Can Your Business Detect Data Exfiltration?
By |Published On: September 6th, 2022|5 min read|Categories: Data Exfiltration|

Detecting Data Exfiltration – Why You Need the Right Tools

Cyberthreats have become a leading concern for businesses of all sizes and across all sectors. But while familiar threats such as ransomware can disrupt operations and cost firms time and money, the real risks come from attacks that go further than encrypting files or shutting down machines.

Hackers that seek to exfiltrate data from businesses are a particularly dangerous threat. However, in many cases, the legacy anti malware and intrusion detection and prevention tools that businesses have in place are not well-suited to tackling these problems.

Why Firms Need an Anti Data Exfiltration Solution

Data exfiltration plays a key role in so-called double extortion ransomware – one of the fastest growing and most dangerous cyberthreats. Once criminals have valuable data , which may be anything from intellectual property such as trade secrets to employee or customer financial information, they have a range of options.

They could, for instance, sell the material on the dark web or take it directly to competitors. However, in many cases, the preferred tactic is to threaten public release of the data unless their ransom demands are met. This can put much more pressure on businesses to give in, as simply turning to backups won’t be enough to make the problem go away.

With many companies feeling they have no choice but to pay up, this has quickly become the most preferred tactic of ransomware groups. In fact, BlackFog’s research showed that last year, out of 292 reported ransomware attacks, more than 80 percent threatened to exfiltrate data, and in 2022, this has risen to 88 percent.

The damage this causes can be severe. It can open enterprises up not only to significant direct financial losses, but ongoing lost business and reputational harm that can take years to recover from. This is in addition to any regulatory action that may be taken if companies aren’t able to protect individuals’ private data.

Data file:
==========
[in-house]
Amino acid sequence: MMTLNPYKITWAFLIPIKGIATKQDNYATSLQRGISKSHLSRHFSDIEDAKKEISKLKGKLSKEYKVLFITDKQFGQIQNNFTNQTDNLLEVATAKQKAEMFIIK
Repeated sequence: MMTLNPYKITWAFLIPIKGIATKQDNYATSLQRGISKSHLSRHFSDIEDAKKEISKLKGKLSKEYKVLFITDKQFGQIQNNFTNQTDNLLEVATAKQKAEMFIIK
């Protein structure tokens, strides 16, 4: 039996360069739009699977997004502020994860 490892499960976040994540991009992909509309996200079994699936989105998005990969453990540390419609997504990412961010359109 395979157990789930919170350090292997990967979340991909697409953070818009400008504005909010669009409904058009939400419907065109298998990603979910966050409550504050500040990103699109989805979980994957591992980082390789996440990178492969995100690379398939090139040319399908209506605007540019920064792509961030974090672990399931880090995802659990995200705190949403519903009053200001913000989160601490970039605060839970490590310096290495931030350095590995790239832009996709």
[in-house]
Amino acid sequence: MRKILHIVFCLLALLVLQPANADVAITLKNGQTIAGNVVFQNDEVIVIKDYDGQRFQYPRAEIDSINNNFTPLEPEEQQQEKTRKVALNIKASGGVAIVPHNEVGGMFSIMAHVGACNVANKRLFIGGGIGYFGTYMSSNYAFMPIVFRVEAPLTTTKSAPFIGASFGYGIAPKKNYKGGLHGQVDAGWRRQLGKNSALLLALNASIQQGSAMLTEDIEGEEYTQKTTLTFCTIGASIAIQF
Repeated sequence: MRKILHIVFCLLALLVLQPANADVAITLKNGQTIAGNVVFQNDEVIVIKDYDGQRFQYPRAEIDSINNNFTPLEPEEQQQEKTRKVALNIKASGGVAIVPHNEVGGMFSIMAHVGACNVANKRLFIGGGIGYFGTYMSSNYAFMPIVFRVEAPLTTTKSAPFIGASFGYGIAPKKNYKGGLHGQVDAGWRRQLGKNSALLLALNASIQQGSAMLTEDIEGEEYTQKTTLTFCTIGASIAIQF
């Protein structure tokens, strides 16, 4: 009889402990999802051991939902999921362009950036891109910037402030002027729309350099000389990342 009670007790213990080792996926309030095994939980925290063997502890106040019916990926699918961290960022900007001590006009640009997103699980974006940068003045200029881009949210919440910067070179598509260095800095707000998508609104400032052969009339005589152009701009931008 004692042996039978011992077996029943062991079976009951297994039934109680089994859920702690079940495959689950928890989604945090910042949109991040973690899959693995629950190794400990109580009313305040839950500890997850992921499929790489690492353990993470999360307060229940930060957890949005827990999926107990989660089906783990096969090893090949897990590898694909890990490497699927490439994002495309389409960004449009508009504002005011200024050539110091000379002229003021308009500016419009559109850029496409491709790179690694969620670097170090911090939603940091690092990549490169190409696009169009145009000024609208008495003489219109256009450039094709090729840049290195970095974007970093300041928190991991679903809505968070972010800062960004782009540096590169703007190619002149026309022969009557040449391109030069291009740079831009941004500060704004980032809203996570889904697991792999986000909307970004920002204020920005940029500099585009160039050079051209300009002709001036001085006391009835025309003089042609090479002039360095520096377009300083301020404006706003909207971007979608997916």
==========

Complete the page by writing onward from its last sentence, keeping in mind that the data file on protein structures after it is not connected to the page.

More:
The Limitations of Traditional Defenses

Stopping data exfiltration can be a major problem for many businesses that continue to rely on traditional perimeter defense tools to protect their operations from attack.

The biggest issue with these tools is that they tend to be focused on preventing intruders from breaking into the network in the first place – and no matter how effective they used to be, they have proven ineffective at preventing the types of attacks we see today.

If criminals are able to bypass intrusion detection and prevention systems, they often have free reign to move within a network and extract valuable data. For example, research by the Ponemon Institute suggests it can take almost 300 days for businesses to detect a data breach within their systems, and then a further three months to effectively contain it.

Firms may look to address these issues with data loss prevention (DLP) tools, but these have been shown to be highly ineffective at stopping the exfiltration of data by advanced criminal organizations.

As well as being difficult to configure and maintain, they are also ill-equipped to deal with threats that originate within the business. Malicious insiders may often find it easy to circumvent these tools with their internal know-how.

Spotting the Telltale Signs You’ve Been Breached

To prevent these problems, organizations must put in place specialized tools that are designed specifically to identify and neutralize data exfiltration attempts, whether they come from external threats or from malicious insiders.

An effective anti data exfiltration (ADX) solution works by monitoring all activity within your business, especially looking at traffic leaving the network perimeter. While there are of course, many legitimate reasons why data might be leaving the network – from sharing files with customers to updating cloud backups – these will usually have a familiar pattern.

ADX works by using smart analytics to study the behavior of traffic as it exits the network. By learning what normal activity looks like, it can quickly spot anything unusual. For example, this may include larger-than-normal volumes of traffic, data transfers taking place outside working hours, or information being sent to unrecognized or overseas IP addresses.

It automatically blocks these transfers 24/7, stopping attacks and preventing breaches without any action required from the organization. Because ADX works on devices themselves, it’s lightweight and efficient enough to be deployed on every endpoint that might be used to exfiltrate data, including mobile devices.

Learn more about how BlackFog protects enterprises from the threats posed by data exfiltration.

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